I have thought for a long time what the conclusion of this story is, and I have had to revise my opinion several times. And the perhaps surprising conclusion is: the actions of all parties are not that bad, only their rationalization is, to put it mildly, a bit strange. Elffers makes strange calculations but formulates the conclusions in court in such a way that it becomes intuitively clear that he is not giving the answer that the court is looking for. The judge makes judgments that sound in terms of probabilities but I cannot bake bread from. But when I see what happens I get the feeling that it is much more like what is optimal than I would have thought possible, given the absurd rationalisations. The explanation is simple: actions are based on a process based on evolution, justifications are stuck on it and based on education. In my opinion, the Bayesian method is the only way to balance decisions under uncertainty about actions and rationalization. And that can be very fruitful. But the profit is initially much smaller than people think. What the court does in the Lucy de B case is surprisingly rational. The 11 deaths are not convincing in themselves, but enough to change the prior odds from 1 in 40,000 to odds from 16 to 5, in short, an order of magnitude in which it is necessary to gather additional information before judging. Exactly what the court does.
When I made my calculations, I thought at times: I have to go to court I finally sent the article but I heard nothing more about it. It turned out that the defence had called for a witness who seriously criticized Elffers’ calculations. However, without presenting the solution.
Maybe I will once again have the opportunity to fully calculate the Lucy de B. case. That could provide new insights. But it is quite a job. In this case, there is much more information than is used here, such as poisonous traces in patients. Here too, it is likely that a Bayesian analysis that takes into account all the uncertainties shows that statements by experts who say something like “it is impossible that there is another explanation than the administration of poison by Lucy de B” should be taken with a grain of salt turn into. Experts are usually people who overestimate their securities. On the other hand, incriminating information can also build up. Ten independent facts that are twice as likely under the guilt hypothesis change the odds by a factor of 1000. And if it turns out that the toxic traces of five deceased patients are nine times as likely as nine times more likely as a result of Lucy de B’s “murder-lust” among other explanations, it saves a factor of nine to the fifth, a small 60,000. Etc, etc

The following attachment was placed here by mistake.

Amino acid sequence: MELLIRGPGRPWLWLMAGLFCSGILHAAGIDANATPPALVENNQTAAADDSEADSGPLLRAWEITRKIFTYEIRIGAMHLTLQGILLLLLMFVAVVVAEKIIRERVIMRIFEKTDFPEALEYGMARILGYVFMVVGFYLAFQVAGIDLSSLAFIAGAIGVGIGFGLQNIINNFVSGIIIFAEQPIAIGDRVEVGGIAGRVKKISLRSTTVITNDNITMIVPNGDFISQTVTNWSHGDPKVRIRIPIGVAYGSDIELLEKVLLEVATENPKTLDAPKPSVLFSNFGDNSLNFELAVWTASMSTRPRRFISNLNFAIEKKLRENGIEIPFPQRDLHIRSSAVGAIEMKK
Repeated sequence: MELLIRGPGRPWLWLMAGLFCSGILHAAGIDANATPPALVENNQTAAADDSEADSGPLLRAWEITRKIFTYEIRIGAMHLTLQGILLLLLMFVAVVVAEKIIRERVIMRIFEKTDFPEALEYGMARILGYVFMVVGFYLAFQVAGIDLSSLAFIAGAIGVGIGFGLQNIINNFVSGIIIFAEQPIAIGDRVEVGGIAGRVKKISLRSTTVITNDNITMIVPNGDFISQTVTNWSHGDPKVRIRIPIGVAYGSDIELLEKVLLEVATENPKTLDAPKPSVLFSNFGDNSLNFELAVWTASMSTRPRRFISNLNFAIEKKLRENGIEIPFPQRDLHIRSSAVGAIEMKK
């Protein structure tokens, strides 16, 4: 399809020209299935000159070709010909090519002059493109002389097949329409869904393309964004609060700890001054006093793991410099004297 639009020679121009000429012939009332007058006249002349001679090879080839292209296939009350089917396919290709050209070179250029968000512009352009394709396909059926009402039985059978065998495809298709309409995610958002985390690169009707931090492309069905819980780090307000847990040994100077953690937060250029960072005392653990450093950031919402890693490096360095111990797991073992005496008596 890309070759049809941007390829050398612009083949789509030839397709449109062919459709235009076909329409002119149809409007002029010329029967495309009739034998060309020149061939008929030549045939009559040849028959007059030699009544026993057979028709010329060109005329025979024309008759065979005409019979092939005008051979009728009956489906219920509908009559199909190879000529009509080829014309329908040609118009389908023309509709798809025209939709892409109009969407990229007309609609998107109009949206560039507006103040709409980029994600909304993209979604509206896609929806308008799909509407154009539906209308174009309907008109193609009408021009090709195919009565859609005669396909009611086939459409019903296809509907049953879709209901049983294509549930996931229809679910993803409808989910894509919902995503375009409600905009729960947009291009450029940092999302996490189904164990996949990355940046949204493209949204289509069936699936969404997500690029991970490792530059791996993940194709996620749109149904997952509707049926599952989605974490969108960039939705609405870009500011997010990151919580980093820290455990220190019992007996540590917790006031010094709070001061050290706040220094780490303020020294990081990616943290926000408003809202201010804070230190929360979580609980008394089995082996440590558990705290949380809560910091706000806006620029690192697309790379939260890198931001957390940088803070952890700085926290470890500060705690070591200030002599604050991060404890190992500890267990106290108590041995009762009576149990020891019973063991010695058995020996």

But I think the court is more or less like that. In an incomprehensible language, not for probability calculators, but sanctioned by evolution. We have few cases of convictions that were found to be wrong in the Netherlands. [Well! That was a Dutch layperson, writing in 2004. According to Ton Derksen, about 10% of very long term prisoners (very serious cases) are innocent, in the Netherlands. It is probably something similar in other jurisdictions. RDG].
If you did the entire process in terms of probability calculation, the resulting debates between prosecutors and lawyers cannot be overseen. And given their poor knowledge of probability, it is also undesirable for the time being. They have their secret language that usually led to reasonable conclusions. Even the chance that Lucy is guilty of B does not really fit in with that. There is also no law in the Netherlands that defines “legal and convincing evidence” in terms of the chances of a justified decision. Is that 95%? Or 99%? Judges will maintain that it is 99.99%. But judges are experts.
So I don’t think it’s wise to try to cast the process in terms of opportunity right now. But perhaps this discussion will produce something in the longer term. Judges who are well informed about the statistical significance of the starting situation and then write down a number for each piece of evidence of prosecutor and defender. The plausibility ratio of the fact discussed. To multiply all these numbers at the end and have his calculations checked again by a Bayesian statistician. However, I consider this a long-term perspective. I fear (I am not really young anymore) for life.